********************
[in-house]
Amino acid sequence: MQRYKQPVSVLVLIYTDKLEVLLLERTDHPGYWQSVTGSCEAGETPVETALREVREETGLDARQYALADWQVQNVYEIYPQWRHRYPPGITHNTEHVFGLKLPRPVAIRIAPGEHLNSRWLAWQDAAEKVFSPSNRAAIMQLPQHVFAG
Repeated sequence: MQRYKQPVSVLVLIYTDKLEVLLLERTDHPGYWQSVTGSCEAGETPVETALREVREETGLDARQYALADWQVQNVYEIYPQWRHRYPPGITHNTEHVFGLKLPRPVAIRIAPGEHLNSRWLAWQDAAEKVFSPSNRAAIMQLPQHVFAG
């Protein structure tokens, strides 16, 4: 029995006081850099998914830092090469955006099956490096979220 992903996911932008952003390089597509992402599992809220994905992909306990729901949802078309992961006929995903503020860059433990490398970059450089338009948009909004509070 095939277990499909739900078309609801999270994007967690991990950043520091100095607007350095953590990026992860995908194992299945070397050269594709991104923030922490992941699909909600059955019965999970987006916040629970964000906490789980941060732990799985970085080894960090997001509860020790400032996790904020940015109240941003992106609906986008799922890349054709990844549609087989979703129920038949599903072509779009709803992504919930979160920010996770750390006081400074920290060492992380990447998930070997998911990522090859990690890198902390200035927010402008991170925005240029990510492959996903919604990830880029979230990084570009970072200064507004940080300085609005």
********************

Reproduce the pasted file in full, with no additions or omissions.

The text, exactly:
[in-house]
Amino acid sequence: MQRYKQPVSVLVLIYTDKLEVLLLERTDHPGYWQSVTGSCEAGETPVETALREVREETGLDARQYALADWQVQNVYEIYPQWRHRYPPGITHNTEHVFGLKLPRPVAIRIAPGEHLNSRWLAWQDAAEKVFSPSNRAAIMQLPQHVFAG
Repeated sequence: MQRYKQPVSVLVLIYTDKLEVLLLERTDHPGYWQSVTGSCEAGETPVETALREVREETGLDARQYALADWQVQNVYEIYPQWRHRYPPGITHNTEHVFGLKLPRPVAIRIAPGEHLNSRWLAWQDAAEKVFSPSNRAAIMQLPQHVFAG
């Protein structure tokens, strides 16, 4: 029995006081850099998914830092090469955006099956490096979220 992903996911932008952003390089597509992402599992809220994905992909306990729901949802078309992961006929995903503020860059433990490398970059450089338009948009909004509070 095939277990499909739900078309609801999270994007967690991990950043520091100095607007350095953590990026992860995908194992299945070397050269594709991104923030922490992941699909909600059955019965999970987006916040629970964000906490789980941060732990799985970085080894960090997001509860020790400032996790904020940015109240941003992106609906986008799922890349054709990844549609087989979703129920038949599903072509779009709803992504919930979160920010996770750390006081400074920290060492992380990447998930070997998911990522090859990690890198902390200035927010402008991170925005240029990510492959996903919604990830880029979230990084570009970072200064507004940080300085609005």